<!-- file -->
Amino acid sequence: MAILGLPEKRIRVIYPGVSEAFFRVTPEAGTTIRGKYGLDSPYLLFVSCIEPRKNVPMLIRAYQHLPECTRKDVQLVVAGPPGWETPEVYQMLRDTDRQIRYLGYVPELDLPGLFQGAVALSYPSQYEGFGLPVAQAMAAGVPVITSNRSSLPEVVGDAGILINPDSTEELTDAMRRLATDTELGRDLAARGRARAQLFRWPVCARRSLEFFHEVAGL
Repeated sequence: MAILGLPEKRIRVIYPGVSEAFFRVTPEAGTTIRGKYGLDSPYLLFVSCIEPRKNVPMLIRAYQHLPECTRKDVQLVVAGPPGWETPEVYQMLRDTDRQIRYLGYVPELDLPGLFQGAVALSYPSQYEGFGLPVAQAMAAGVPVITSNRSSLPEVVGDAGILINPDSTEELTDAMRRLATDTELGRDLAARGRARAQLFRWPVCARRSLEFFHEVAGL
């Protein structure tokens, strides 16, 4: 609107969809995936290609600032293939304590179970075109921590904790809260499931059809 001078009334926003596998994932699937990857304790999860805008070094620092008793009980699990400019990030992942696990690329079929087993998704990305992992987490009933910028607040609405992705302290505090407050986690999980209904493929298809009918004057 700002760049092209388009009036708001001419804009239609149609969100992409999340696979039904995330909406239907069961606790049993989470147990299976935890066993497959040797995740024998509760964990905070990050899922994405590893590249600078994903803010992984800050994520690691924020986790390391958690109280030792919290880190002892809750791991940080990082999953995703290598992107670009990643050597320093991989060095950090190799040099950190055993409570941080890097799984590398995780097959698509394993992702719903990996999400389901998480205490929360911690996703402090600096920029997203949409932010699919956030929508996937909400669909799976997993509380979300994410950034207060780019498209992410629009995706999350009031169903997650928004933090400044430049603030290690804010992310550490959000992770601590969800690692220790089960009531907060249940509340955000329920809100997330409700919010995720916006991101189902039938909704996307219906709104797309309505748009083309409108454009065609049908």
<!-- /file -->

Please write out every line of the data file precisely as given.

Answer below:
Amino acid sequence: MAILGLPEKRIRVIYPGVSEAFFRVTPEAGTTIRGKYGLDSPYLLFVSCIEPRKNVPMLIRAYQHLPECTRKDVQLVVAGPPGWETPEVYQMLRDTDRQIRYLGYVPELDLPGLFQGAVALSYPSQYEGFGLPVAQAMAAGVPVITSNRSSLPEVVGDAGILINPDSTEELTDAMRRLATDTELGRDLAARGRARAQLFRWPVCARRSLEFFHEVAGL
Repeated sequence: MAILGLPEKRIRVIYPGVSEAFFRVTPEAGTTIRGKYGLDSPYLLFVSCIEPRKNVPMLIRAYQHLPECTRKDVQLVVAGPPGWETPEVYQMLRDTDRQIRYLGYVPELDLPGLFQGAVALSYPSQYEGFGLPVAQAMAAGVPVITSNRSSLPEVVGDAGILINPDSTEELTDAMRRLATDTELGRDLAARGRARAQLFRWPVCARRSLEFFHEVAGL
């Protein structure tokens, strides 16, 4: 609107969809995936290609600032293939304590179970075109921590904790809260499931059809 001078009334926003596998994932699937990857304790999860805008070094620092008793009980699990400019990030992942696990690329079929087993998704990305992992987490009933910028607040609405992705302290505090407050986690999980209904493929298809009918004057 700002760049092209388009009036708001001419804009239609149609969100992409999340696979039904995330909406239907069961606790049993989470147990299976935890066993497959040797995740024998509760964990905070990050899922994405590893590249600078994903803010992984800050994520690691924020986790390391958690109280030792919290880190002892809750791991940080990082999953995703290598992107670009990643050597320093991989060095950090190799040099950190055993409570941080890097799984590398995780097959698509394993992702719903990996999400389901998480205490929360911690996703402090600096920029997203949409932010699919956030929508996937909400669909799976997993509380979300994410950034207060780019498209992410629009995706999350009031169903997650928004933090400044430049603030290690804010992310550490959000992770601590969800690692220790089960009531907060249940509340955000329920809100997330409700919010995720916006991101189902039938909704996307219906709104797309309505748009083309409108454009065609049908």